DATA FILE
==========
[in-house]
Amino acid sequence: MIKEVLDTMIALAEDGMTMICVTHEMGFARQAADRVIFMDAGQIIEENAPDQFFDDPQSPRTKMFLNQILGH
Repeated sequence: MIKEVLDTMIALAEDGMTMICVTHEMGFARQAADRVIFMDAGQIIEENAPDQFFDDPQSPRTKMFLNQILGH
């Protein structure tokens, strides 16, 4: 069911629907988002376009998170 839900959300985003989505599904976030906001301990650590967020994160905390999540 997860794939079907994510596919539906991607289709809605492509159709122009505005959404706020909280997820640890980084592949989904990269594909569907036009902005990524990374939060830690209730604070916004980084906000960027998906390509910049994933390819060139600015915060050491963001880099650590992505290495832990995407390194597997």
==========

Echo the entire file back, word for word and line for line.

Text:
[in-house]
Amino acid sequence: MIKEVLDTMIALAEDGMTMICVTHEMGFARQAADRVIFMDAGQIIEENAPDQFFDDPQSPRTKMFLNQILGH
Repeated sequence: MIKEVLDTMIALAEDGMTMICVTHEMGFARQAADRVIFMDAGQIIEENAPDQFFDDPQSPRTKMFLNQILGH
């Protein structure tokens, strides 16, 4: 069911629907988002376009998170 839900959300985003989505599904976030906001301990650590967020994160905390999540 997860794939079907994510596919539906991607289709809605492509159709122009505005959404706020909280997820640890980084592949989904990269594909569907036009902005990524990374939060830690209730604070916004980084906000960027998906390509910049994933390819060139600015915060050491963001880099650590992505290495832990995407390194597997």